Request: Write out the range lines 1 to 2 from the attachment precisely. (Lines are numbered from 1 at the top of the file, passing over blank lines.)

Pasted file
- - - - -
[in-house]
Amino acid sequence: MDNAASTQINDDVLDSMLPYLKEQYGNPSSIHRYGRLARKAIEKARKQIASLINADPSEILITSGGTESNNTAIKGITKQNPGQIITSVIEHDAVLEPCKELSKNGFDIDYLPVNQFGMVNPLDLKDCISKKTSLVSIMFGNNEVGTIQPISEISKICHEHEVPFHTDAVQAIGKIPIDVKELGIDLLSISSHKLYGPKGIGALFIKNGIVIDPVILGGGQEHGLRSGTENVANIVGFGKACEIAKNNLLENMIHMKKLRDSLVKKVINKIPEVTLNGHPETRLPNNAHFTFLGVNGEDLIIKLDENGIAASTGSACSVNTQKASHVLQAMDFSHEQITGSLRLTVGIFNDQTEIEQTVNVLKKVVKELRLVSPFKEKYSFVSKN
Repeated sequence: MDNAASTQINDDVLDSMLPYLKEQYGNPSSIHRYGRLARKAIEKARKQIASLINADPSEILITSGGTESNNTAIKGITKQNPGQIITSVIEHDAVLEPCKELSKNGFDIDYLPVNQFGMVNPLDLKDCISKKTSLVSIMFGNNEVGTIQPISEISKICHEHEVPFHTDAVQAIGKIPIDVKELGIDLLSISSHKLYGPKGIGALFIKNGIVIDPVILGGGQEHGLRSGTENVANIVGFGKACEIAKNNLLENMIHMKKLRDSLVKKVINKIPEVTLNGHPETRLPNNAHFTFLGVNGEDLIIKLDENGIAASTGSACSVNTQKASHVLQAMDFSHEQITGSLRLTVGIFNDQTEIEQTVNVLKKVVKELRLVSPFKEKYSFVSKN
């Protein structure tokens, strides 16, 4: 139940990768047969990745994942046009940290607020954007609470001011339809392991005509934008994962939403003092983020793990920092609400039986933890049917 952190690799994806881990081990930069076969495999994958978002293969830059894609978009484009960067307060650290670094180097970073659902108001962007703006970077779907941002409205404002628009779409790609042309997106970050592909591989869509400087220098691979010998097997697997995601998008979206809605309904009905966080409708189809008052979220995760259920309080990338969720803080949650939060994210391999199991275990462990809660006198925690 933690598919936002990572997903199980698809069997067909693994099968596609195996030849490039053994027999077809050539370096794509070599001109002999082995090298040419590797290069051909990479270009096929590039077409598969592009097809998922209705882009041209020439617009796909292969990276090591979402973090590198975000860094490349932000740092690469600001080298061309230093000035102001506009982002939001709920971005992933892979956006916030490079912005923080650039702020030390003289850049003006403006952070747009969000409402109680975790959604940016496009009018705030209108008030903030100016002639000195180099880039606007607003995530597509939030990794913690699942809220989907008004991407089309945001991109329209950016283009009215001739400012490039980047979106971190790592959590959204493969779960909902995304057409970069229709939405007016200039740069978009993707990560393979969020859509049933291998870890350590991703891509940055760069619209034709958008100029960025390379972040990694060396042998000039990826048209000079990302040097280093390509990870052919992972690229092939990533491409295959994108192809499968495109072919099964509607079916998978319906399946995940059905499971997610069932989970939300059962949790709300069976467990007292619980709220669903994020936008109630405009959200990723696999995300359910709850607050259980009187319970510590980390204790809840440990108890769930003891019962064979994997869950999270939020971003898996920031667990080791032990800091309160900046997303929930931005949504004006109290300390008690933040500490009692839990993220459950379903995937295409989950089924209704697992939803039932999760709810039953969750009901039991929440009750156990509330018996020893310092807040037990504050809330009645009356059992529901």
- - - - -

[in-house]
Amino acid sequence: MDNAASTQINDDVLDSMLPYLKEQYGNPSSIHRYGRLARKAIEKARKQIASLINADPSEILITSGGTESNNTAIKGITKQNPGQIITSVIEHDAVLEPCKELSKNGFDIDYLPVNQFGMVNPLDLKDCISKKTSLVSIMFGNNEVGTIQPISEISKICHEHEVPFHTDAVQAIGKIPIDVKELGIDLLSISSHKLYGPKGIGALFIKNGIVIDPVILGGGQEHGLRSGTENVANIVGFGKACEIAKNNLLENMIHMKKLRDSLVKKVINKIPEVTLNGHPETRLPNNAHFTFLGVNGEDLIIKLDENGIAASTGSACSVNTQKASHVLQAMDFSHEQITGSLRLTVGIFNDQTEIEQTVNVLKKVVKELRLVSPFKEKYSFVSKN